removing my ex girlfriend from my deed.

UPDATED: Oct 1, 2022

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removing my ex girlfriend from my deed.

I bought a house exactly a year ago, my girlfriend at the time wanted to contribute, she provided gift funds towards the down payment. after 5 months we became engaged and she wanted to be on the since she helped with the money down, thinking we were to be married anyway I added her as Joint tenancy and rights to survivorship. She had not been contributing to any of the bills the last few months, then she abruptly moved everything of hers out of the house one day while I was at work. We have resolved the issue of items in the house. However she will not respond to me or the title company when it comes to having sign a new quit claim deed to remove her from the deed. I only added her because I thought we were to be married. She abandoned the property. What can I do the force her to sing as she has no interest or stake in the property. She is unable to get a mortgage of her own and selling the property would only leave me even with the mortgage company. Any adivse?

Asked on August 8, 2018 under Real Estate Law, Missouri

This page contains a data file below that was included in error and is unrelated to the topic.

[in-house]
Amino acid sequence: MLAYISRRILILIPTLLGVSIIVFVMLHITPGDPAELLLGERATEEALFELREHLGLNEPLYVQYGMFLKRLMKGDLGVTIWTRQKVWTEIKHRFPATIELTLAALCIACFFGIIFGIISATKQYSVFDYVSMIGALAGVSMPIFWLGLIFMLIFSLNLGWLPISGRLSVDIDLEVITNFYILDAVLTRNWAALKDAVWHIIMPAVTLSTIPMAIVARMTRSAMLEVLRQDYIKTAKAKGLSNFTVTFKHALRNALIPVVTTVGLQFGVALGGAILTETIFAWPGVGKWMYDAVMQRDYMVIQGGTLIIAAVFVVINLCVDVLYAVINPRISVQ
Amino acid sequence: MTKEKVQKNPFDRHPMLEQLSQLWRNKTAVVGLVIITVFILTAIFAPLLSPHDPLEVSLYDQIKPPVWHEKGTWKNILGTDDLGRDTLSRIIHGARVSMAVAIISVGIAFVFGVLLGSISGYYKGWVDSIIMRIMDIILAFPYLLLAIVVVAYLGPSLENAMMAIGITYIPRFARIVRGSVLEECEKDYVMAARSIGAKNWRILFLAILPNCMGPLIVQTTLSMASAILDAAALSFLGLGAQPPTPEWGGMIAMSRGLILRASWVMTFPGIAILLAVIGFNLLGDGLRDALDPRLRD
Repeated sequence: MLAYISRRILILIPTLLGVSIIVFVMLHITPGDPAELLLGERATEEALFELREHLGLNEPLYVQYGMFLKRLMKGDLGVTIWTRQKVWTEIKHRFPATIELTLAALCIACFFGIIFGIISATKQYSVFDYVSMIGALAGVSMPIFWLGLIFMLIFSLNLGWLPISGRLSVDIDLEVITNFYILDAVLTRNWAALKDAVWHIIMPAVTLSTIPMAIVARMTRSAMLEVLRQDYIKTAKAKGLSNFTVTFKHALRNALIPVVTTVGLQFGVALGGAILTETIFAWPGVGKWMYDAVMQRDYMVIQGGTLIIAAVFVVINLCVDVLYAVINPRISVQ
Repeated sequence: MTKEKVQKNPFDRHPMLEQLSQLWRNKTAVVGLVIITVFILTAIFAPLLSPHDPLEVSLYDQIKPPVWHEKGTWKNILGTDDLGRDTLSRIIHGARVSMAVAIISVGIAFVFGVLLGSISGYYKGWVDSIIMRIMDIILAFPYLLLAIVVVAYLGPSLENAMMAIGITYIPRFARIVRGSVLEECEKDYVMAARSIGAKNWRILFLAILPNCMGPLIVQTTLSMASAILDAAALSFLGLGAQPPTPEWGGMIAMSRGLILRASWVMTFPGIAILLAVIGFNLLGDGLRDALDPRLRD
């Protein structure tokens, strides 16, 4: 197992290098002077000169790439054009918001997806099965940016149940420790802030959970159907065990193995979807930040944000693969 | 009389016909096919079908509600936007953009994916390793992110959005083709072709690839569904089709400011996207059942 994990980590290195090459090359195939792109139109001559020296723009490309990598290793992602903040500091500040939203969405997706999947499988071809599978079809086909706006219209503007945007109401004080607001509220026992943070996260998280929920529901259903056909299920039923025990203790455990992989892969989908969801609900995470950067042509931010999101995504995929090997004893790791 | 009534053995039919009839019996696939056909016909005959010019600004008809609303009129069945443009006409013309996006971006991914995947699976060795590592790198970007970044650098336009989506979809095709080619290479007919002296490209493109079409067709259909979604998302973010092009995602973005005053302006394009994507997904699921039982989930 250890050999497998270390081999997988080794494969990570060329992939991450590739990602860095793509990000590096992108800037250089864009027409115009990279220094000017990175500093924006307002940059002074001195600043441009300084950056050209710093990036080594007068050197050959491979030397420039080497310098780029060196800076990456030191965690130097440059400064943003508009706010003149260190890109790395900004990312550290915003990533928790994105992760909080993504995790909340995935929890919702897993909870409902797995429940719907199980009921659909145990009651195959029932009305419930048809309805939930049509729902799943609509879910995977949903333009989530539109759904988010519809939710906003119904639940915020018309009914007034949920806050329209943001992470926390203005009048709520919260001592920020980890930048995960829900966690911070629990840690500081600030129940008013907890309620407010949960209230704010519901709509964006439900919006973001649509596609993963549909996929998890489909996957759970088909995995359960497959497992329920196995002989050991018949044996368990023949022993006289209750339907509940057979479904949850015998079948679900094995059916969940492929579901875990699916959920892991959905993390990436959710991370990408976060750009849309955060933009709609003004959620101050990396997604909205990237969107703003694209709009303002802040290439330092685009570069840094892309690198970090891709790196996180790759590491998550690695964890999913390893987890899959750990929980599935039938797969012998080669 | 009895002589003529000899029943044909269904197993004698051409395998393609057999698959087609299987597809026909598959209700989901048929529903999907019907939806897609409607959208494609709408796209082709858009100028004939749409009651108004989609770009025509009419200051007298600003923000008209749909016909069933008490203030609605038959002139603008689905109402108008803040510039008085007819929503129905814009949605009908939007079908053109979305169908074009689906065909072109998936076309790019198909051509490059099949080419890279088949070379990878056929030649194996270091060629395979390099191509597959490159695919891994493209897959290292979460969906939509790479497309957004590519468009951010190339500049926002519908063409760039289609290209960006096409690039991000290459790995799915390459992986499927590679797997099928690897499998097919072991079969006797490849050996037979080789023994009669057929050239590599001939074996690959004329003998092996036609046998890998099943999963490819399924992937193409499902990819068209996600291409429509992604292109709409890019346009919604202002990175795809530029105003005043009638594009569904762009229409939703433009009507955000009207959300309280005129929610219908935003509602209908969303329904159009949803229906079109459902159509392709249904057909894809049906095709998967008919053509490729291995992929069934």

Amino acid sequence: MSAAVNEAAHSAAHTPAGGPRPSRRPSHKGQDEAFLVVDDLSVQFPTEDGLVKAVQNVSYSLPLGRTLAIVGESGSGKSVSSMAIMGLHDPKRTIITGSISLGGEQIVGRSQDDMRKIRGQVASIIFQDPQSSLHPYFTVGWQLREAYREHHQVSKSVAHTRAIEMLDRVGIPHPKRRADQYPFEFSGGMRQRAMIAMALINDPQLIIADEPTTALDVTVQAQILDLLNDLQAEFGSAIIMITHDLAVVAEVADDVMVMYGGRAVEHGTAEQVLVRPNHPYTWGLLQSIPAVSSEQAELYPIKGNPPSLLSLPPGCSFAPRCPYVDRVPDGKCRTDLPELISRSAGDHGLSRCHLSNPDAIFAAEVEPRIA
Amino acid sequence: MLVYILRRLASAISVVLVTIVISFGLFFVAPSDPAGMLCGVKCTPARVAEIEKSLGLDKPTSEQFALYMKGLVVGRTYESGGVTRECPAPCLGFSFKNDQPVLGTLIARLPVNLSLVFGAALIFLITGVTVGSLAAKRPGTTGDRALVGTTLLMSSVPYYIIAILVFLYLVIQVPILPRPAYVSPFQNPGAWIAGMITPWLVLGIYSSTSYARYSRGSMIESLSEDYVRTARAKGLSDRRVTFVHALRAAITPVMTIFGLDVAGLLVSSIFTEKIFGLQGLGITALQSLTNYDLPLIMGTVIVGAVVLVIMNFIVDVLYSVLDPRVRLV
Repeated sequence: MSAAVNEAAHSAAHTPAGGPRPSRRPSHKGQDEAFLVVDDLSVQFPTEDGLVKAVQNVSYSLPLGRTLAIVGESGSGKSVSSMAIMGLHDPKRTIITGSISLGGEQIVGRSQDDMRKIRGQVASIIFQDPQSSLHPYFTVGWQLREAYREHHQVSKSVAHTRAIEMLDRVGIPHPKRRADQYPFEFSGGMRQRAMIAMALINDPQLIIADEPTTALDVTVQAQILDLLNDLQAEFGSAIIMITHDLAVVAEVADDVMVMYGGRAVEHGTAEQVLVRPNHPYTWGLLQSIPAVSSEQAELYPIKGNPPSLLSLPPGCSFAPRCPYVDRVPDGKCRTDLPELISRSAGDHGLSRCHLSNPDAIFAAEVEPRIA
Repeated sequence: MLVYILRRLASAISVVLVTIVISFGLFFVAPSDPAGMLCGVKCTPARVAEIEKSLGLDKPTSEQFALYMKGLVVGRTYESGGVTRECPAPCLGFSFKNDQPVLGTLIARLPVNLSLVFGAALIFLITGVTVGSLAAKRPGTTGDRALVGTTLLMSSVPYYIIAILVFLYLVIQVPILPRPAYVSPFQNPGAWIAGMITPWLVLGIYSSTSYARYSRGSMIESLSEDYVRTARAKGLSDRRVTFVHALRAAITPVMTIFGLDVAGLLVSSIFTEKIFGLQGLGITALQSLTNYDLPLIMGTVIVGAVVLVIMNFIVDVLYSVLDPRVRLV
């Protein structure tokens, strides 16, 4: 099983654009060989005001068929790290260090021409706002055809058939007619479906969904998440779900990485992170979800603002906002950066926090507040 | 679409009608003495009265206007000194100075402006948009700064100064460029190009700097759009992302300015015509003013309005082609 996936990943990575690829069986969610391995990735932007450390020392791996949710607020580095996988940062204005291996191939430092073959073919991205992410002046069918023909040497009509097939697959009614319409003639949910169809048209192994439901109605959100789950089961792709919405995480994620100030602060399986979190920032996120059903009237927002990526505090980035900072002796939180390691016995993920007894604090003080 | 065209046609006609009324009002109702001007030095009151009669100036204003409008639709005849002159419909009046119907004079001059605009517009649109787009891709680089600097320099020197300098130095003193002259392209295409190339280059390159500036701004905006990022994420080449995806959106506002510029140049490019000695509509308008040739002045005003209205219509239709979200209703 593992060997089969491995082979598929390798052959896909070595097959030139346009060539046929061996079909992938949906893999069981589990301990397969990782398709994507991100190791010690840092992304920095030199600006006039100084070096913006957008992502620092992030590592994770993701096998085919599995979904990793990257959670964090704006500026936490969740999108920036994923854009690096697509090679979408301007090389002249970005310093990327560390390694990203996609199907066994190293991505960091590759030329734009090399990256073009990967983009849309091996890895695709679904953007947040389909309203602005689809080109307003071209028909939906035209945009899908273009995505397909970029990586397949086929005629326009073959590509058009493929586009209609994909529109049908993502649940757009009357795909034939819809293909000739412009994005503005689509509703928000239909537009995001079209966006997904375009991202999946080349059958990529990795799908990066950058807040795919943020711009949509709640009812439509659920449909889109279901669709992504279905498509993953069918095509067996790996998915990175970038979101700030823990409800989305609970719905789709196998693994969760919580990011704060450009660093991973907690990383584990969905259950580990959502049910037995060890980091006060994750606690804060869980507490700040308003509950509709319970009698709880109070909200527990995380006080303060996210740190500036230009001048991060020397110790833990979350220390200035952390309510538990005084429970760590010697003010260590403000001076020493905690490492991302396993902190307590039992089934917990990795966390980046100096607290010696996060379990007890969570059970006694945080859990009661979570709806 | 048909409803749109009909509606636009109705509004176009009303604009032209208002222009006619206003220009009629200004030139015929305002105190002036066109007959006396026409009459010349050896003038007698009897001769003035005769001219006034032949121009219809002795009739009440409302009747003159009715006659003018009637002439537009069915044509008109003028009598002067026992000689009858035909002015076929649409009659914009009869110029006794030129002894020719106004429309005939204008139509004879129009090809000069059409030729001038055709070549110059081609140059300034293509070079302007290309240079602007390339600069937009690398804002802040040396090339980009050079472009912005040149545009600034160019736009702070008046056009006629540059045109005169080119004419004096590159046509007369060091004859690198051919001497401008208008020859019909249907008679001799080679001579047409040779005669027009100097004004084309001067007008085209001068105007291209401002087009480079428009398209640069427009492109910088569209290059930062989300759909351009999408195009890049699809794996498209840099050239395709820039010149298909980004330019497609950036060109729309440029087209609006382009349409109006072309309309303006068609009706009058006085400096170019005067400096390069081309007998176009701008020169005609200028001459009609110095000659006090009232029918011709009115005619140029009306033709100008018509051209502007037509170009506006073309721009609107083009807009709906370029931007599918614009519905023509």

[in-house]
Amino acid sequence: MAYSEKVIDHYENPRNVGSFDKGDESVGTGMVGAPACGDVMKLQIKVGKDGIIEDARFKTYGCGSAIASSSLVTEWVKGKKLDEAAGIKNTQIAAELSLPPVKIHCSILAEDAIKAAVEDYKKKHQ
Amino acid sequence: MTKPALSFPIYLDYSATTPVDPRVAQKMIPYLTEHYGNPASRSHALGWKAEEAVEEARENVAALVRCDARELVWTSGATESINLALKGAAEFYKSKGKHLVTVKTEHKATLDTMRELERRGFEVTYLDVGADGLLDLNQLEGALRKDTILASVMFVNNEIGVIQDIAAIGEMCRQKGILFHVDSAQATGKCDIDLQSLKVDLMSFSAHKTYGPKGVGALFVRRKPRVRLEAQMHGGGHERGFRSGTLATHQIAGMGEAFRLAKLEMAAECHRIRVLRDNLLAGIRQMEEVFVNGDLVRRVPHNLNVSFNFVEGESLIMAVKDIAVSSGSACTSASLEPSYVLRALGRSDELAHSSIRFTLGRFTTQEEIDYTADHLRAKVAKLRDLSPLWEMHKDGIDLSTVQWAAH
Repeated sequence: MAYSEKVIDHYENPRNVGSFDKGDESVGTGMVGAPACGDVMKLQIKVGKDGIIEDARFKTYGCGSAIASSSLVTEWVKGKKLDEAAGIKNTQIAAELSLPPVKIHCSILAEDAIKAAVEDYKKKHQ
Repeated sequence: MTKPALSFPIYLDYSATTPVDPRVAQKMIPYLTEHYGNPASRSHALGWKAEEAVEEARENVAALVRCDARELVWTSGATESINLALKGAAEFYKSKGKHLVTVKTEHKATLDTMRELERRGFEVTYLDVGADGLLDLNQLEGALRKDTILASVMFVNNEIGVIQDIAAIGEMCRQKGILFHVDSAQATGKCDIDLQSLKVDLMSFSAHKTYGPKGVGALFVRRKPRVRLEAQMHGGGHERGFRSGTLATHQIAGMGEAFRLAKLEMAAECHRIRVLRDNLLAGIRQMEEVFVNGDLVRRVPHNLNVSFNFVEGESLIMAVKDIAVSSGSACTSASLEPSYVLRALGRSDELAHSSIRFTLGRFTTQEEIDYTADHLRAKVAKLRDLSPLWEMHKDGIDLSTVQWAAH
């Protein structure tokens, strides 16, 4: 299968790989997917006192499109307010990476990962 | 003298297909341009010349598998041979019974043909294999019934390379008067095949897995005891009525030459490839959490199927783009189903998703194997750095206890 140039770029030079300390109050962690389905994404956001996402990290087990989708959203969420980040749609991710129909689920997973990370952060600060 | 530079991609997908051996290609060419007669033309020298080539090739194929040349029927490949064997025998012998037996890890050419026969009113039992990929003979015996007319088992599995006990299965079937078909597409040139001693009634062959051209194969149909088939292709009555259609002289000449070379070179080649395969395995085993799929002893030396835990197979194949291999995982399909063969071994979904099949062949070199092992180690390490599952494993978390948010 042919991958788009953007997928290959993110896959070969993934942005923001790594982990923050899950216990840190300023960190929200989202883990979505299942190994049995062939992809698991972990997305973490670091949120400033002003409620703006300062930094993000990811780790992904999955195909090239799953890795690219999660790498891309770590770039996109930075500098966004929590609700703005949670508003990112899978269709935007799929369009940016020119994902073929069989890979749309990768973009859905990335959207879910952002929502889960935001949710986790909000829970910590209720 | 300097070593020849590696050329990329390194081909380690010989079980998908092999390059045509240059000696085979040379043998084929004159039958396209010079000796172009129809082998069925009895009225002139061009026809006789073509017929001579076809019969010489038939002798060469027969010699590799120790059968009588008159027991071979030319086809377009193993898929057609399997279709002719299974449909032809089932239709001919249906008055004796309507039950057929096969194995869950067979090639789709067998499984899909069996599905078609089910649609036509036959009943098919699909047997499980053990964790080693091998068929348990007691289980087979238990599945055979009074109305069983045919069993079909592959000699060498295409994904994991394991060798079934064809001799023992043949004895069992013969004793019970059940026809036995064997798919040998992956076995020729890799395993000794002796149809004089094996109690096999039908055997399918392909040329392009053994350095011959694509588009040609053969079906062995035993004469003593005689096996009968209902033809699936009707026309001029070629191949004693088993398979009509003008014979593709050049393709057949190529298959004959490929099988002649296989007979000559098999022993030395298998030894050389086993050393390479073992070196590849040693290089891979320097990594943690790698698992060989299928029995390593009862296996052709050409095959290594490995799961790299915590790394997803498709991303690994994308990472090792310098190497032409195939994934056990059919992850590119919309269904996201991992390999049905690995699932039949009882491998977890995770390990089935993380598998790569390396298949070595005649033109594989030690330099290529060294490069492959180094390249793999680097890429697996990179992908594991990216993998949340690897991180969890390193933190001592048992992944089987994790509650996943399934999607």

SJZ, Member, New York Bar / FreeAdvice Contributing Attorney

Answered 4 years ago | Contributor

You can't force her to sign or give up her interest in the property. When you put her on the deed, you made her an owner; her ownership does not depend on her contributing to the bills or living there, and you can't force her to give up her interest in the home. All you can do is--assuming the two of you cannot work matters out voluntarily--is to bring a kind of legal action traditionally called an action "for partition" in which you seek a court order compelling (despite what she might want to do) the sale of the property; when it is sold, the money from the sale will be used to pay the costs of sale and pay off any mortgage, HELOC, liens, etc., then the amount left over (if any) will be split between you and her.
If you want to explore this option, consult with a real estate attorney. If it does not make economic sense for you, you will have to hold the property until its value appreciates or rent it out and turn it into an income property (assuming you can find tenants and get enough rent).

IMPORTANT NOTICE: The Answer(s) provided above are for general information only. The attorney providing the answer was not serving as the attorney for the person submitting the question or in any attorney-client relationship with such person. Laws may vary from state to state, and sometimes change. Tiny variations in the facts, or a fact not set forth in a question, often can change a legal outcome or an attorney's conclusion. Although has verified the attorney was admitted to practice law in at least one jurisdiction, he or she may not be authorized to practice law in the jurisdiction referred to in the question, nor is he or she necessarily experienced in the area of the law involved. Unlike the information in the Answer(s) above, upon which you should NOT rely, for personal advice you can rely upon we suggest you retain an attorney to represent you.

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